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    Smoking Age to Remain

    Illinois lawmakers halve plan to curb teen smoking.

    A state legislative strategy to reduce teen smoking had two simple parts: raise the legal smoking age to 19 and then help thwart underage buyers by creating a special driver's license for anyone younger. But the Illinois Legislature didn't see it that way.

    Lawmakers ended up shelving the change in smoking age, but sent Gov. George Ryan a bill creating special under-19 driver's licenses ? even though 19 marks no special privileges in Illinois, Reuters reported.

    The drinking age is 21, and the legal age to buy tobacco is 18, so the new license would not help clerks. In fact, it could create confusion and extra hassle for retailers and older teens alike. Supporters, even while acknowledging the bill is flawed, contend a new license would help. An association of retailers may ask the governor to make changes anyway.

    David Vite, president of the Illinois Retail Merchants Association, said his group supports the idea of a special license for people who are too young to buy tobacco. But he suggested the license should match the smoking age and said the association is talking with the bill's sponsors to see if they should recommend changes.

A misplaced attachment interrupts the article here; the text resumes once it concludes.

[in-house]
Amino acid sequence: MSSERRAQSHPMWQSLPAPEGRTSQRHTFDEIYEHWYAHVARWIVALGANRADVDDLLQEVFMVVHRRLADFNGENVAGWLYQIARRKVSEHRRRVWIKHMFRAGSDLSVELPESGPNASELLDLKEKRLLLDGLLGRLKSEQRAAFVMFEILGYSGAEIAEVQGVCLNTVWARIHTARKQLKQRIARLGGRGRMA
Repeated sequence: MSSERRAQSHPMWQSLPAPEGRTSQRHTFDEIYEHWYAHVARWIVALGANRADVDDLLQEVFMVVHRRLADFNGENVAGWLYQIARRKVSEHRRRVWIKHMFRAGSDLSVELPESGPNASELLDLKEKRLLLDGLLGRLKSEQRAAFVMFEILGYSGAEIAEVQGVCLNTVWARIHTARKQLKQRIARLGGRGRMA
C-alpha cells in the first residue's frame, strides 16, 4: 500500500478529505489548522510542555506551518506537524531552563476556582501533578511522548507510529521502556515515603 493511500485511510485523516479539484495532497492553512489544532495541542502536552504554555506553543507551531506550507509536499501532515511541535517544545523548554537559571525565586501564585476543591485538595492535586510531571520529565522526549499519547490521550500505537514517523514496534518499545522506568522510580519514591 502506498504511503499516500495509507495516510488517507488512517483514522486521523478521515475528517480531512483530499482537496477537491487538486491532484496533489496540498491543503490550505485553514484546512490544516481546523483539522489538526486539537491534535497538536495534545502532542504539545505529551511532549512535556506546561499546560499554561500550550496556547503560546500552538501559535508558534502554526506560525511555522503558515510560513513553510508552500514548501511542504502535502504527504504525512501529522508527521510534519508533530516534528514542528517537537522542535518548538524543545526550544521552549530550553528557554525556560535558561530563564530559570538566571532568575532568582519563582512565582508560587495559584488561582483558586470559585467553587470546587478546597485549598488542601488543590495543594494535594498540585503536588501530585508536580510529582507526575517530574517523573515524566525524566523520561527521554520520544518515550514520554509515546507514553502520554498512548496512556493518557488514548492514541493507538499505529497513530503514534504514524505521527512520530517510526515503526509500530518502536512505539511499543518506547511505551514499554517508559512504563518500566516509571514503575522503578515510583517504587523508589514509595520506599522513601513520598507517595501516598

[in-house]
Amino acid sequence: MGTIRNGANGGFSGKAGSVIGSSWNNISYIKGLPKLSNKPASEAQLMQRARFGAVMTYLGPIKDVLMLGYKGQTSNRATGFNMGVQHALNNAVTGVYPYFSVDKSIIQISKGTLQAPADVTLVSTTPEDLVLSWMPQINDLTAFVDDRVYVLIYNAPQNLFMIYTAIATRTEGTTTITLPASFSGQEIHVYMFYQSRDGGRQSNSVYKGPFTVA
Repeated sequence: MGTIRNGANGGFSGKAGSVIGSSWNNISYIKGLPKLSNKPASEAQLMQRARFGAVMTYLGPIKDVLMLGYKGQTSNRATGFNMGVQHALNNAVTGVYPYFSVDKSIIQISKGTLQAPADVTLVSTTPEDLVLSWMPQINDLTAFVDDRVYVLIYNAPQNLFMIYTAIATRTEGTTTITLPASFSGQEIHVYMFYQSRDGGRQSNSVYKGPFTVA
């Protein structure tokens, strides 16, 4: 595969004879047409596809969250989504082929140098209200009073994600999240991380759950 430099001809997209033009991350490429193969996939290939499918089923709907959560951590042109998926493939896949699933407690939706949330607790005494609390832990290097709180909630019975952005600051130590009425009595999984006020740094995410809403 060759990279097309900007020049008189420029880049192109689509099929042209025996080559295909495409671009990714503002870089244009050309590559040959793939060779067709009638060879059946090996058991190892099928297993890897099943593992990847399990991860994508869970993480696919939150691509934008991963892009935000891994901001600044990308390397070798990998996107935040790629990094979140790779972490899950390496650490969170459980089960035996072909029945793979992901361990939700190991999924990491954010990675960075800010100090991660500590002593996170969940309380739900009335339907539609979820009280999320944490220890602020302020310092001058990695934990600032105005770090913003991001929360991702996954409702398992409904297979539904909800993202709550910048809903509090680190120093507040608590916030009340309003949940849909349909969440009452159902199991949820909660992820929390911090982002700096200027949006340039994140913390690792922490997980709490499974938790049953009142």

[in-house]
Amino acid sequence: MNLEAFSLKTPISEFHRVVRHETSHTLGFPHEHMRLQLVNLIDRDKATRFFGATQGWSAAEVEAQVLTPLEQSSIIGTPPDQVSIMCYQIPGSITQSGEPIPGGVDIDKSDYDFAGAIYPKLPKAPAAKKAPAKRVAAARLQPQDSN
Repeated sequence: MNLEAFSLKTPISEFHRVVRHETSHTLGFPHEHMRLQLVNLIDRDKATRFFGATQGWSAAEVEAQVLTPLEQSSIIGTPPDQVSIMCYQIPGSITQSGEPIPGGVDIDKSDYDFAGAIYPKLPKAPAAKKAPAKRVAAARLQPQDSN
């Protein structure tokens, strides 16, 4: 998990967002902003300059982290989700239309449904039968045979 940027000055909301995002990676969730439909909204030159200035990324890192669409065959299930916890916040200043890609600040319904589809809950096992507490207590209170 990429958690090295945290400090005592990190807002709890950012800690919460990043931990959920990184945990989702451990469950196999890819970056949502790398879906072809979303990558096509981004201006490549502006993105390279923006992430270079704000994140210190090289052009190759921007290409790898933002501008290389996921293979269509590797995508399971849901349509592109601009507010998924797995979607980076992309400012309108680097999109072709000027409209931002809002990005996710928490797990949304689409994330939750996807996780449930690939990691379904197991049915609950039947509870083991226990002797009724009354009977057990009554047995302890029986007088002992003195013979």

The bill's sponsor said he would like Ryan to sign it as is. "I think it's a good enforcement tool in and of itself," Rep. John Fritchey (D-Chicago) told Reuters. "Regardless of what the smoking age is in this state, the ability for merchants to more seriously enforce the smoking age is obviously going to be a good thing."

    Fritchey, to date, has crafted two proposals to keep cigarettes away from more teens. He wanted to make Illinois the fourth state nationally to set the smoking age at 19 so high-school students would be less likely to smoke and influence their underage peers, the report said.

    Fritchey also wanted to create a special driver's license to frustrate illegal buyers. He set the special license age limit at 19 to go along with raising the smoking age. Both proposals breezed out of the House in March, but the plan hit a snag in the Senate.

    Meanwhile, Fritchey worked to push the special driver's license bill to the governor's desk. It coasted without opposition through the Senate and now sits on Ryan's desk. If the bill is signed into law, Secretary of State Jesse White's office plans to add a line on teenagers' licenses indicating the date when they turn 19. Drivers would get a new license at 16, 19 and 21.

    Ryan is still reviewing the bill, the report said.

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